Sarah Cooksey, Chattanooga, Tenn. — On April at 18 at 6 p.m. Jay Wiggins will host a presentation about his Everman project at the Farmer’s Daughter Café.
On April 19, the presentation will be put to work. From noon to 4 p.m., the Artifact Art Gallery will host a production party to create art for the streets of Chattanooga at 1080 Duncan Ave.
Following, the art will be spread among the city. To wrap up the day, a celebration of the project with a sculpture burn, food and live music will take place from 7 p.m. to midnight at 201 W. Main St.
The Evereman movement all started with a piece of trash.
A decade ago, Jay Wiggins had been practicing his art of wood working in his garage. He impetuously formed a funky block face out of a piece of scrap.
His son came in the room and admired the little block face. He asked his father to teach him to make the stencil. Senior taught, Junior learned, and now there are 30,000 or so pieces of art of that face floating around the world.
The Evereman movement is simple, yet so complex. Wiggins commonly quotes the Woody Guthrie lyrics “There’s a better world a come’n.” He said he desires to be a part of that world, and is currently a driving force to make it there.
“It’s a chance to bring a smile to whoever might come across it,” Wiggins said. “It brings a little excitement or a just little nudge out of the ordinary to come across these pieces.”
“It gives people a moment to pause to step outside themselves- even if it is just for a moment.”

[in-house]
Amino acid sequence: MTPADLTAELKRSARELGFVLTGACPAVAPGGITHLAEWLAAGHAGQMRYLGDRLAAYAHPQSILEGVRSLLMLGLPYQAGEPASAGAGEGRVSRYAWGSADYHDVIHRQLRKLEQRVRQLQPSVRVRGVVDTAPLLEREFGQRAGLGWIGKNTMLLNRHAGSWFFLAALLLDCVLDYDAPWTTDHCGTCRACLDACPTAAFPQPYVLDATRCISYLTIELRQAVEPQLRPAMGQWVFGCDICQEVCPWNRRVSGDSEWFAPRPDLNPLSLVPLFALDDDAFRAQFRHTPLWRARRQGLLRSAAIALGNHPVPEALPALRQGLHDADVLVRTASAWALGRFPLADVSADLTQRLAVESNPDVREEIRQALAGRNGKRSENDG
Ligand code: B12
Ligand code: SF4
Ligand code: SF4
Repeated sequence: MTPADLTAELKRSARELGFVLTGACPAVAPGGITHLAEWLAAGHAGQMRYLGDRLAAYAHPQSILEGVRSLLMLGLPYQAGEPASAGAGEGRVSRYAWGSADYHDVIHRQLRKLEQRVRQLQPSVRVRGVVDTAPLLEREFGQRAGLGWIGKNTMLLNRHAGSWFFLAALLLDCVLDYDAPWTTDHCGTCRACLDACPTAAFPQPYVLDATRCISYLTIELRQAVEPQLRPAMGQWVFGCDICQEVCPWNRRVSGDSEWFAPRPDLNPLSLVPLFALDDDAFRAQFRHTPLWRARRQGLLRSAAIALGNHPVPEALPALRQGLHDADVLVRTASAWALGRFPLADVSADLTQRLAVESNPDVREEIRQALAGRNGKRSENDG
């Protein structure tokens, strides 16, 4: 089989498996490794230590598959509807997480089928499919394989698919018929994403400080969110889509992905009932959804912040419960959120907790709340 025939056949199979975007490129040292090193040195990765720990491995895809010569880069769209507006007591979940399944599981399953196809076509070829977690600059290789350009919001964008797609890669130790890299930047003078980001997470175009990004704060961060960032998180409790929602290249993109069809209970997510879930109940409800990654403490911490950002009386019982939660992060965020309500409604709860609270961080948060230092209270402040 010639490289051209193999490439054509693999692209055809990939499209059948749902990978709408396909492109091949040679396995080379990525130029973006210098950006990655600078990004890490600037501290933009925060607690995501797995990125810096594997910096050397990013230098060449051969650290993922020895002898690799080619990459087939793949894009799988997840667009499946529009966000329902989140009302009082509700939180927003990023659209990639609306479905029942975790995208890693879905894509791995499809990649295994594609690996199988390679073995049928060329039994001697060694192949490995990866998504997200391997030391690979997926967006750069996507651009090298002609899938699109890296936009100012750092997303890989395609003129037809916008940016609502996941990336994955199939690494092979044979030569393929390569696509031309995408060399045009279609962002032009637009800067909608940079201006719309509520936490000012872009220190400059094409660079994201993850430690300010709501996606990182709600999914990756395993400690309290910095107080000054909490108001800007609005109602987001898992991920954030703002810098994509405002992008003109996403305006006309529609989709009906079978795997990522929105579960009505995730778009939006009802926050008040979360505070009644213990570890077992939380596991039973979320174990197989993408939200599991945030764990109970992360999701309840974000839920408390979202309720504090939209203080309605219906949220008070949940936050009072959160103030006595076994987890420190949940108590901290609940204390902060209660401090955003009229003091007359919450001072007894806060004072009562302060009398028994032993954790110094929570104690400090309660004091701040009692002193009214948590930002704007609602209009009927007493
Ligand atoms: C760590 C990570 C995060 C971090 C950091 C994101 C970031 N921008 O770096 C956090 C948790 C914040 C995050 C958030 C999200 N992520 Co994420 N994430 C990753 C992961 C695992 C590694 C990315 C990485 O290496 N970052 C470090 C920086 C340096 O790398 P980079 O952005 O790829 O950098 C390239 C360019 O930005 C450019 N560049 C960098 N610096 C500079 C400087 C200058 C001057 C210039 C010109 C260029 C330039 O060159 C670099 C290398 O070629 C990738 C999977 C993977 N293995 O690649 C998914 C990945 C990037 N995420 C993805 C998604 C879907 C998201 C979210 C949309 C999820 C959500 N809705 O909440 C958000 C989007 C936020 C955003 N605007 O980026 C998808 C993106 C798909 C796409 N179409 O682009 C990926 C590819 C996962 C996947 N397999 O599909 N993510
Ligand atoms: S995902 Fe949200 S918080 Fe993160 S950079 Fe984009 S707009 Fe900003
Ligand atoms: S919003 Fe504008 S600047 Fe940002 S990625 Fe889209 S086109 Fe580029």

The planting of art is not methodical; he does not gift the art to a particular part of town. “Where ever I am, I leave them behind,” he said. “I always have these pieces with me. It has just become part of my life; part of my day and my routine.”
A community of people- artist and non-artist alike, ranging from toddlers to their grandparents and everyone in between, gather about every six weeks for a production party. They produce Evereman art from whatever they can get their hands on. Some take the art to disperse among the city or leave it for others to take.
The explosion of social media has allowed Wiggins to see his art travel from its inception in Atlanta, Georgia to places such as Berlin, Paris, London, Puerto Rico, Egypt and Japan. The thirty thousand pieces of art he has gifted have been distributed in mediums including wood, sculptures and papers using stencils and spray paints.
To find out more about the Evereman Project, visit http://evereman.com/.